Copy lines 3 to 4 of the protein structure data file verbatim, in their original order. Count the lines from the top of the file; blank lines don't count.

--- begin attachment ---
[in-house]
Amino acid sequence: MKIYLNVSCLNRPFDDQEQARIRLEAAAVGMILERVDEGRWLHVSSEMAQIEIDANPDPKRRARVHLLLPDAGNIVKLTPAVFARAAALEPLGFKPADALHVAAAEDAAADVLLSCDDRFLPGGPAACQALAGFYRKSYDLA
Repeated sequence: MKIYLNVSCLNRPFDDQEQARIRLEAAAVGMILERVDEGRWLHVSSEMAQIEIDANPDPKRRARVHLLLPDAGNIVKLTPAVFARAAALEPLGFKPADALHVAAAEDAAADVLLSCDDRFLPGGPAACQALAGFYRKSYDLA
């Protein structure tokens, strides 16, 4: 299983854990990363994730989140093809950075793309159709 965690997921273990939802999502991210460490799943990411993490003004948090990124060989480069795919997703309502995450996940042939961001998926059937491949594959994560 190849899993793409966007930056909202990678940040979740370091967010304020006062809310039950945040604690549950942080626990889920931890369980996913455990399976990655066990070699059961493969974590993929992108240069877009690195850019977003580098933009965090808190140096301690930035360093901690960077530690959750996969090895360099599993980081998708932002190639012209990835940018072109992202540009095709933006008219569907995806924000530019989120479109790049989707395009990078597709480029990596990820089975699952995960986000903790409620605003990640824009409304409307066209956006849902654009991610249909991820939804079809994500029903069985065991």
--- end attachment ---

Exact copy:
Repeated sequence: MKIYLNVSCLNRPFDDQEQARIRLEAAAVGMILERVDEGRWLHVSSEMAQIEIDANPDPKRRARVHLLLPDAGNIVKLTPAVFARAAALEPLGFKPADALHVAAAEDAAADVLLSCDDRFLPGGPAACQALAGFYRKSYDLA
């Protein structure tokens, strides 16, 4: 299983854990990363994730989140093809950075793309159709 965690997921273990939802999502991210460490799943990411993490003004948090990124060989480069795919997703309502995450996940042939961001998926059937491949594959994560 190849899993793409966007930056909202990678940040979740370091967010304020006062809310039950945040604690549950942080626990889920931890369980996913455990399976990655066990070699059961493969974590993929992108240069877009690195850019977003580098933009965090808190140096301690930035360093901690960077530690959750996969090895360099599993980081998708932002190639012209990835940018072109992202540009095709933006008219569907995806924000530019989120479109790049989707395009990078597709480029990596990820089975699952995960986000903790409620605003990640824009409304409307066209956006849902654009991610249909991820939804079809994500029903069985065991």